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 Idaho Mountain Wildflowers

Cactus Family, Cactaceae

Cactus Family: Cactaceae: The Swedish botanist Carl von Linné (1707-1778), known as Linnaeus, published his Species Plantarum, the basis for today’s system of binomial plant classification, in 1753. Challenged to find names for plants, he often used ones mentioned by ancient writers. He knew of American cacti, and gave them the Greek name kaktos believing that they were related to a relative of the artichoke that the Greeks knew by that name. Later, the cacti were classified as a separate family of about 1700 species. They are New World plants, ranging from British Columbia to the southern ends of Chile and Argentina. While closely related to other flowering plants, cacti have adapted to the extremes of heat and dryness of desert environments. In most, the leaves have been replaced with spines, and photosynthesis goes on in the fleshy stems. Some bear edible fruit. The stems take many forms: round, flattened, cylindrical, etc., and are often ribbed. The flowers are usually solitary, often showy, with many sepals, petals, and stamens.

Brittle Cactusm, Opuntia fragilis (Nutt.) Haw. The small ground-hugging brittle cactus grows as high as the montane zone, nestling against exposed rocks that hold the day’s heat. At higher elevations the plants—usually green—take on a pronounced reddish hue. The name, fragilis, reflects the ease with which segments break off the main stem and attach themselves to passers-by. Showy flowers last only a day or so, followed by spiny red fruit.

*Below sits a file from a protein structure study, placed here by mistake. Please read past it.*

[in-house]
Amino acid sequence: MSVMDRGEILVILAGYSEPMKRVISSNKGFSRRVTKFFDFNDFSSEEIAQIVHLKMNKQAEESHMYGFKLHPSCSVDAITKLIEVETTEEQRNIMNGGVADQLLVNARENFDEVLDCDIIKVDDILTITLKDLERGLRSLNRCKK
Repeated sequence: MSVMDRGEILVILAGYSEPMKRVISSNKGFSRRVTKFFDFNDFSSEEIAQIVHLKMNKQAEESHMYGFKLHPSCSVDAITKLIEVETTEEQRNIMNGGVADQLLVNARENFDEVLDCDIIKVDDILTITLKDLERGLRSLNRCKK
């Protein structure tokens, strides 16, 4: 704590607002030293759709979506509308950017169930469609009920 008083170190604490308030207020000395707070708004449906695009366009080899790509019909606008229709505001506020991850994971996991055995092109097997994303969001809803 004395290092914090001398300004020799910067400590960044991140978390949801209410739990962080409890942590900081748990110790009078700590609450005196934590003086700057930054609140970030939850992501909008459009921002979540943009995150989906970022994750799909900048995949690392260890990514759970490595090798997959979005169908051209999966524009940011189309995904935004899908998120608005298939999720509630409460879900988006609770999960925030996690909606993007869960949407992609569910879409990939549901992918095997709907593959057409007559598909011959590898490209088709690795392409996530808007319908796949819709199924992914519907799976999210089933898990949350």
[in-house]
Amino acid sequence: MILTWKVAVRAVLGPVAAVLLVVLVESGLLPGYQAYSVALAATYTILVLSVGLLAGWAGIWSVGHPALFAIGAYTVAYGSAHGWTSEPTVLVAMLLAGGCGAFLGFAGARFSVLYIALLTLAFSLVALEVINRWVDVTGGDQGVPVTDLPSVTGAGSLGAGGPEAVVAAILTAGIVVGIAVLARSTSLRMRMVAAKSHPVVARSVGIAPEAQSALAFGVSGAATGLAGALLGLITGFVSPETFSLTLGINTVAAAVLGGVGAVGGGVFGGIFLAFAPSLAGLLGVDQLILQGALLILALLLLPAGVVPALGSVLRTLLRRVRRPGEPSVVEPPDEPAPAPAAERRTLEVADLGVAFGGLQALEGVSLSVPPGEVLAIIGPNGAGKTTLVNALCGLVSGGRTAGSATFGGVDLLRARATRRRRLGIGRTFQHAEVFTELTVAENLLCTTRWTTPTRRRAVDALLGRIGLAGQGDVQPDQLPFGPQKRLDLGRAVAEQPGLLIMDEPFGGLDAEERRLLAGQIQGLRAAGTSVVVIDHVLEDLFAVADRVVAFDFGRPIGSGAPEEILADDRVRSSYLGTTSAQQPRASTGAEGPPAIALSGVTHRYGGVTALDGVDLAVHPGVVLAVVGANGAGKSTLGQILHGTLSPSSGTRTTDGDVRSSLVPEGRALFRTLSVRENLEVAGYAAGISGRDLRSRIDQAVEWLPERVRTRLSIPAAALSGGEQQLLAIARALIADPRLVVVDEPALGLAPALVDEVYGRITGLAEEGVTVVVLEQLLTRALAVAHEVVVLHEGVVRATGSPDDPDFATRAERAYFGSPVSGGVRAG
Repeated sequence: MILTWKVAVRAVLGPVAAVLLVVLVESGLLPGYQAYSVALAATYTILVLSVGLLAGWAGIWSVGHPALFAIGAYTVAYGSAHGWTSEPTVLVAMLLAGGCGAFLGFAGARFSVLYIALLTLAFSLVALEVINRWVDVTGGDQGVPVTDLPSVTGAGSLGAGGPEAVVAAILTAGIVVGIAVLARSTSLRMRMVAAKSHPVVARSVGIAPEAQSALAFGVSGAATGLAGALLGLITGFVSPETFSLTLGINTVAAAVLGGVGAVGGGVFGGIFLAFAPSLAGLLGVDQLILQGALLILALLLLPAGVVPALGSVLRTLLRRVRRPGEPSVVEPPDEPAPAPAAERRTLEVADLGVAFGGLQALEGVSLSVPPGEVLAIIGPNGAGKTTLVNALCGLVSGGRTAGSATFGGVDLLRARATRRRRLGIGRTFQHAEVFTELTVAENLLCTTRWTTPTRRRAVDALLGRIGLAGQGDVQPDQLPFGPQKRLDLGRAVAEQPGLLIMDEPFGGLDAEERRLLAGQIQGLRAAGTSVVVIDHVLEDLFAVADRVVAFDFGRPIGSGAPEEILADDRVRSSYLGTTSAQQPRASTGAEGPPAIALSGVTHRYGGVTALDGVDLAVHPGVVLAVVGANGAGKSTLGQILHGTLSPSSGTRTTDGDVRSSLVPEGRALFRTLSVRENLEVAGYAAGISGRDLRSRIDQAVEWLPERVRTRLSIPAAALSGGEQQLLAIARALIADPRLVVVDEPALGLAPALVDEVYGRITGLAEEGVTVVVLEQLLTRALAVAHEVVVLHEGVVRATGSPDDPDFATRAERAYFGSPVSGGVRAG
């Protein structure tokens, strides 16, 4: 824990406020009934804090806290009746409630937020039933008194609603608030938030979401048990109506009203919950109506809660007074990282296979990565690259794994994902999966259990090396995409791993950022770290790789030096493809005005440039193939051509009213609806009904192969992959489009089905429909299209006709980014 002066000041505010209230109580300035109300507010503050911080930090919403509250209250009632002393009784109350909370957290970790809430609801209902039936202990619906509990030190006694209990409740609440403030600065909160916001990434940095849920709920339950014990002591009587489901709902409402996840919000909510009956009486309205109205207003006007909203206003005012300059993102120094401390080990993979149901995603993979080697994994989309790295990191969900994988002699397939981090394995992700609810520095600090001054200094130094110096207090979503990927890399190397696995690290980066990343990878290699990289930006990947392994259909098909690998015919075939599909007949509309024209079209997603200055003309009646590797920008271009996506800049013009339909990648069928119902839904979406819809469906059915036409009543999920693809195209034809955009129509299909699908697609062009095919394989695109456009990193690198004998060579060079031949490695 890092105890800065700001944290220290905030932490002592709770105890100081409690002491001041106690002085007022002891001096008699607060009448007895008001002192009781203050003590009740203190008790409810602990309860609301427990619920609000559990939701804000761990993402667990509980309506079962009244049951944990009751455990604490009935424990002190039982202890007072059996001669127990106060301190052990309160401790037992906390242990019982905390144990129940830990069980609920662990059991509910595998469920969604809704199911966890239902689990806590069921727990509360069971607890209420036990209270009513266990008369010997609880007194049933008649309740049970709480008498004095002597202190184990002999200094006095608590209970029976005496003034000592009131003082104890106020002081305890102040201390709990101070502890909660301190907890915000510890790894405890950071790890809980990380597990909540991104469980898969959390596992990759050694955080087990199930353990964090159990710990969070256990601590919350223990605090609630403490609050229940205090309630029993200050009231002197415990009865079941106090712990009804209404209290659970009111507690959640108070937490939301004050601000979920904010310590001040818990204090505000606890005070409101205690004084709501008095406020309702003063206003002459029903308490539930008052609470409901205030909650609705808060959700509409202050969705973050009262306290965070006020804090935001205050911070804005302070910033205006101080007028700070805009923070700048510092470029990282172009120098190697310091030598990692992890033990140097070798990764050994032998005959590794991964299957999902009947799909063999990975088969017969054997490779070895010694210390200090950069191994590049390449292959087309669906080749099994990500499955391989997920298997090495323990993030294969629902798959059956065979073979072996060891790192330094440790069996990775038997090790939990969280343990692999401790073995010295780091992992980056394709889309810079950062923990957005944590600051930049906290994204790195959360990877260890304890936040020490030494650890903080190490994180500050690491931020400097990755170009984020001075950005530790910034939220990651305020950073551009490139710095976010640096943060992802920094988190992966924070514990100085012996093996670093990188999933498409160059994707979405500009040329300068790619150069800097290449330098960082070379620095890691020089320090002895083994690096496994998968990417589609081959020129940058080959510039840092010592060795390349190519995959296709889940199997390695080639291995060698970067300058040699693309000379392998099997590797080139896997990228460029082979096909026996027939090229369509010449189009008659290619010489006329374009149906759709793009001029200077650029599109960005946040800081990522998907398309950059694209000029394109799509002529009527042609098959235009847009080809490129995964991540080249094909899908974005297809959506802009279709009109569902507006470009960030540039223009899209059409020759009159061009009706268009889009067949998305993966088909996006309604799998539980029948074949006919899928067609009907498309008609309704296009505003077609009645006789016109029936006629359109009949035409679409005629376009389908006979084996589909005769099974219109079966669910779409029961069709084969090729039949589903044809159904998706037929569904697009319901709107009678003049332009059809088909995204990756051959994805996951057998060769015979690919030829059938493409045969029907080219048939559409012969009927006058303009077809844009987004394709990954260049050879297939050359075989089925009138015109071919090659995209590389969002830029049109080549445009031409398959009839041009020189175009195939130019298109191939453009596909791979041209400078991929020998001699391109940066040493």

Spiny prickly pear, Opuntia polyacantha Haw. (left, right) The spiny cactus favors desert-like surroundings, growing to fairly high elevations. The flat stem joints are covered with many spines, the meaning of polyacantha. Attractive flowers range from a light yellow to bright red. Opuntia polyacantha is found throughout the western United States and Canada. One might guess that the name opuntia was derived from a Native American word, but no, it was that of a now unknown plant that grew near the city of Opus in ancient Greece.

Nipple cactus, Escobaria missouriensis (Sweet) D. R. Hunt var. missouriensis (left). The nipple cactus in Idaho is restricted to a few mountain valleys that drain into the Salmon River in Custer County. Often, only the flower-bearing portion extends above ground level so it is a plant that is easily missed. Its attractive, yellow-centered flowers are followed by small red fruit. Until fairly recently, the nipple cactus was classified as Coryphantha missouriensis, a name used in older guide books. An earlier name, Mammilaria, took note of the plants’ rounded ,spine-bearing projections that explain the name, “nipple cactus.” Escobaria, honors Mexican brothers, Numa Pompilio Escobar Zerman (1874-1949) and Romulo Escobar Zerman (1882-1946). (See California Plant Names: www.calflora.net/botanicalnames.)

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